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The Spokesman-Review Newspaper
Spokane, Washington  Est. May 19, 1883

18-year-old woman given credit for time served in connection with shooting, SUV burning

An 18-year-old woman tied to a shooting inside a crowded vehicle that was later set on fire was given credit for time served and released from jail Tuesday.

Chenoa Fairbanks pleaded guilty Tuesday to first-degree rendering criminal assistance, first-degree reckless burning and first-degree malicious mischief.

“I’m so incredibly grateful no one died that day,” said Shannon Karlinsey, whose son was in the vehicle during the shooting.

The felonies stem from Aug. 2 when Fairbanks, 18-year-old Christian Proctor and seven others were driving in a GMC Yukon on West Mission Road from Northern Quest Resort and Casino, according to court documents.

During the ride, Proctor and one of the teens, a 15-year-old, started arguing, the Spokane County Sheriff’s Office said in documents. Proctor pulled out a handgun and fired at the 15-year-old, striking him and an 18-year-old woman in the SUV.

The driver of the Yukon, also a minor, pulled the vehicle over when the shooting started, and everyone except the two defendants got out of the car, detectives said in documents. Proctor and Fairbanks drove away in the Yukon, which didn’t belong to them.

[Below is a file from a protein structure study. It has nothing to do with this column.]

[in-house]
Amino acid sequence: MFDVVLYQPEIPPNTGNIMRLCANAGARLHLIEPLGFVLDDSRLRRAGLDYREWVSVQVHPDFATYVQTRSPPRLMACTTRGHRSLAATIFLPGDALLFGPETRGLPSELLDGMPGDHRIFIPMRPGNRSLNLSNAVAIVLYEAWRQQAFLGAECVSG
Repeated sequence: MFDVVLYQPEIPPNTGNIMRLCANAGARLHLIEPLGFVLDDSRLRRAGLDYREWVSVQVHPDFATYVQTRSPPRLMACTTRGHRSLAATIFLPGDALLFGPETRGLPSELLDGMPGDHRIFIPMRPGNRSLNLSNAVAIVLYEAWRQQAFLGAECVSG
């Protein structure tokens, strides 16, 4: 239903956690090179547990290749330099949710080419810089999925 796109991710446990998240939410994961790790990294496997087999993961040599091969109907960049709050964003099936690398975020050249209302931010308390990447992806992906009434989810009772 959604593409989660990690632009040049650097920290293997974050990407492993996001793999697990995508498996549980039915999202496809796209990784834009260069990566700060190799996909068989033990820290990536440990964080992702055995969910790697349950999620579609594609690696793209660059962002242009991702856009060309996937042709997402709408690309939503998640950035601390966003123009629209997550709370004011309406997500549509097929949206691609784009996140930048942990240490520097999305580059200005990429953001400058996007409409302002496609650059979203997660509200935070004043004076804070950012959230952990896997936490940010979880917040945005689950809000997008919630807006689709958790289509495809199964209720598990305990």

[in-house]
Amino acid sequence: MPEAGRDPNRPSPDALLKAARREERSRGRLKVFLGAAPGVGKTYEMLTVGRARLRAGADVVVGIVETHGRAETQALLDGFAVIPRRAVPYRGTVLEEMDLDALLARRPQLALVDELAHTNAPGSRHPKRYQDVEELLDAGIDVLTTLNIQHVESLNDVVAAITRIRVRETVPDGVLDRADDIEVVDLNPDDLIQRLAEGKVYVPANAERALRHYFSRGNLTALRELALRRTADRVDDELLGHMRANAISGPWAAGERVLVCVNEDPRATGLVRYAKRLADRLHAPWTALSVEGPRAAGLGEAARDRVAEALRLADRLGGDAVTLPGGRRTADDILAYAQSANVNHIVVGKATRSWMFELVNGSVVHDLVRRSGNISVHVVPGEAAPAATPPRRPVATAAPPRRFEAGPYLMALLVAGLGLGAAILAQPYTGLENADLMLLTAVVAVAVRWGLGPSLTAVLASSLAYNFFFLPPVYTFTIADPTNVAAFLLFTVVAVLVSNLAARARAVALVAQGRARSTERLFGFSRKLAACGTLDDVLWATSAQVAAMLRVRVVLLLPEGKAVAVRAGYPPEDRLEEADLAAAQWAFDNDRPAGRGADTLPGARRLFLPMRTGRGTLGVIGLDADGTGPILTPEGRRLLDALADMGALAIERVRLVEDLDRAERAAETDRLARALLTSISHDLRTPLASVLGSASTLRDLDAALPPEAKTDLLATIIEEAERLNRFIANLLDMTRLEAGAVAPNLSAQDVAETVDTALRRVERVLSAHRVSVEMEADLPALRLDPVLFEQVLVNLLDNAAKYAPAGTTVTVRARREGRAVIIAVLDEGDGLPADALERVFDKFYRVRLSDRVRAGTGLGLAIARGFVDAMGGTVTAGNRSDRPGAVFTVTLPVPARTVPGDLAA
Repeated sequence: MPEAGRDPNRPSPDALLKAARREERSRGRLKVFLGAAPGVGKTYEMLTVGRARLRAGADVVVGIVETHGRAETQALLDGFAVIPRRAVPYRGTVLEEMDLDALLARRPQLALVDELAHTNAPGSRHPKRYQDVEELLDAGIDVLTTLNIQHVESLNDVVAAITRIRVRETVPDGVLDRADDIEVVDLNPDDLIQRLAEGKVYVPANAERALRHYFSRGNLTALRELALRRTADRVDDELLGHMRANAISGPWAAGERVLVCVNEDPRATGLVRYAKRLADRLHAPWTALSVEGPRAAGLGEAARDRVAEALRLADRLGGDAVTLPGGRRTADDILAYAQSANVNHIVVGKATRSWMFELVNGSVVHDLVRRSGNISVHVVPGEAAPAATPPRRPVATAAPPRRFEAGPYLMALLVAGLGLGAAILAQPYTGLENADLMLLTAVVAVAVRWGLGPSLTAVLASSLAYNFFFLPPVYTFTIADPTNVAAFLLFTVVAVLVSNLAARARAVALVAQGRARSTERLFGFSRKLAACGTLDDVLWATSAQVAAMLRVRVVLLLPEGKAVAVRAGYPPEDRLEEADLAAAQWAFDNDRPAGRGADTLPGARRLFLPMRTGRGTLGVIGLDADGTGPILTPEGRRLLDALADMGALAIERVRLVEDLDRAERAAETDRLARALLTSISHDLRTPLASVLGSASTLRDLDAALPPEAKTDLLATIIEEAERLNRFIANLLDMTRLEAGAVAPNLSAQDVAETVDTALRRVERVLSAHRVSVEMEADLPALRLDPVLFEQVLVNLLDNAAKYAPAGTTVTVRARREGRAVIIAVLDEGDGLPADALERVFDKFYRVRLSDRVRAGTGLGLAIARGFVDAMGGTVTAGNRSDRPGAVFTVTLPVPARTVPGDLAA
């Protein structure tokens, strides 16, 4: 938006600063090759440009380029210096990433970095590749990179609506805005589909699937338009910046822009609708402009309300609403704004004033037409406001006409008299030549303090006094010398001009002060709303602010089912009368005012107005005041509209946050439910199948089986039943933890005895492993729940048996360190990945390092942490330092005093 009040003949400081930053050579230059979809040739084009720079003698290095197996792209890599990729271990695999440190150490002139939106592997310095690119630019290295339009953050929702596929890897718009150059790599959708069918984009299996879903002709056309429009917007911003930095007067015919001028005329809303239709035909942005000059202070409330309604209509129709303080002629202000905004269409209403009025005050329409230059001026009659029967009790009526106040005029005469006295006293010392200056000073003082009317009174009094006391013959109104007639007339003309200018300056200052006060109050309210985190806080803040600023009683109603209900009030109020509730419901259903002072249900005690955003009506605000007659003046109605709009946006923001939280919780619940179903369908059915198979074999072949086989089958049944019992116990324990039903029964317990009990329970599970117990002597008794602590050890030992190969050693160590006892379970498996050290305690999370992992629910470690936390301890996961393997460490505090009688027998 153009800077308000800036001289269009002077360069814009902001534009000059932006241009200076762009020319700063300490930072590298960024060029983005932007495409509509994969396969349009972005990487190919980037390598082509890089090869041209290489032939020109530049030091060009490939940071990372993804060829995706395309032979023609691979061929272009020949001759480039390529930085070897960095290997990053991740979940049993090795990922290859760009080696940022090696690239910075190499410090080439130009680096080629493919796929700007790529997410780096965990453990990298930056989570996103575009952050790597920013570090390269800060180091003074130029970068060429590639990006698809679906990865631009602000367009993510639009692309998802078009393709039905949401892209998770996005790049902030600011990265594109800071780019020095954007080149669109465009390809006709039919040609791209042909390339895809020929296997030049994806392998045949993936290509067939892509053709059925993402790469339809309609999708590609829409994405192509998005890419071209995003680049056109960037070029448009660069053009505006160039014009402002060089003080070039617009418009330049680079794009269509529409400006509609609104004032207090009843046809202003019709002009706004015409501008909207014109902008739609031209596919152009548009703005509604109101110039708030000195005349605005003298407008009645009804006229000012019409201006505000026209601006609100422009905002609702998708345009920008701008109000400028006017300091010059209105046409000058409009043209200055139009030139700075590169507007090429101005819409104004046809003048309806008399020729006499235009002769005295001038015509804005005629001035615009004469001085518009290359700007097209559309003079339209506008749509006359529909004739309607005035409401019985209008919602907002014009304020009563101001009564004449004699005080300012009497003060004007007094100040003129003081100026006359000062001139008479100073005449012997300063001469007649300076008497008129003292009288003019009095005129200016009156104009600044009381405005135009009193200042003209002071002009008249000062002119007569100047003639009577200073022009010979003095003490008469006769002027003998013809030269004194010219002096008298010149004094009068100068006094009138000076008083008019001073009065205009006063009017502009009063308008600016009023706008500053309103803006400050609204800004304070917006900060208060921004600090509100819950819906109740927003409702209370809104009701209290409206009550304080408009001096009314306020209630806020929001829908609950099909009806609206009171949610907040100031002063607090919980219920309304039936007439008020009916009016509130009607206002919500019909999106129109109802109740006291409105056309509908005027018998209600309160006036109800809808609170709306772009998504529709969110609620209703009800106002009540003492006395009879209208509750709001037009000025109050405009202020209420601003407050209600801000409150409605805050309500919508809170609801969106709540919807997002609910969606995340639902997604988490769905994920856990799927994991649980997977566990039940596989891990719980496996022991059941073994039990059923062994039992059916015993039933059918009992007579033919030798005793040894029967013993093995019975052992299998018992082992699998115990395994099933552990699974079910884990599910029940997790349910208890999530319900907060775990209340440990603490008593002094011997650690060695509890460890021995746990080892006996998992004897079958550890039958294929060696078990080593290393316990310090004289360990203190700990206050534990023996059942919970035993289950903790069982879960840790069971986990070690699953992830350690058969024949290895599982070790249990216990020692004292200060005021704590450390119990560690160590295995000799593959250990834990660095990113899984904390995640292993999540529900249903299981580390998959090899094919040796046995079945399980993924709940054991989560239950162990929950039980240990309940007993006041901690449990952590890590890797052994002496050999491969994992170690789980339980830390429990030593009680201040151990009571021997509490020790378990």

Proctor crashed the Yukon into a ditch but continued to flee, documents say. He eventually parked the Yukon outside the Copper River apartment complex, 2865 W. Elliott Drive, minutes after the shooting.

Fairbanks removed a cellphone, believed to belong to one of the victims, from the vehicle and smashed it on the ground, likely to destroy evidence of the alleged crimes, detectives wrote.

Proctor and Fairbanks reached back inside the Yukon, rummaged inside the car and walked away. Smoke then started to billow out of the car, and it was soon engulfed in flames.

Detectives said it appeared the defendants set the fire to destroy evidence.

Fairbanks was originally charged with two counts of first-degree assault, first-degree robbery and second-degree arson. Proctor, who was dating Fairbanks, was charged with the same crimes and is awaiting trial Jan. 29.

Spokane County deputy prosecutor Tom Treppiedi said Proctor was the shooter, and that Fairbanks was not an “active participant” in the assault, making the assault charges difficult to prove if the case went to trial.

Treppiedi said Fairbanks did, however, help Proctor tamper with evidence. It was unclear who set the vehicle on fire, he said.

Fairbanks’ attorney, Kyle Madsen, said Fairbanks was as surprised as anyone else in the vehicle at the shooting and is taking responsibility for her actions.

“The situation was truly a shock to her,” Madsen said.

He called the plea agreement a “fair, just resolution,” especially given her youth. She was 17 at the time of the shooting.

Fairbanks declined to make a statement to Spokane County Superior Court Judge Rachelle Anderson. Fairbanks wore gray Spokane County Jail inmate clothing and had a tattoo next to her left eye.

Anderson followed the attorneys’ recommendation and credited Fairbanks the 53 days she served in jail. She ordered Fairbanks, who has no criminal history, to serve one year of probation.

Anderson implored Fairbanks to make good decisions on who she spends time with, because the wrong people can lead her down a path she did not intend.

“Every decision you make does have a consequence,” she said.

Karlinsey said she hopes Fairbanks changes her life, because “this isn’t the way to go.”

“I pray that you change,” she said.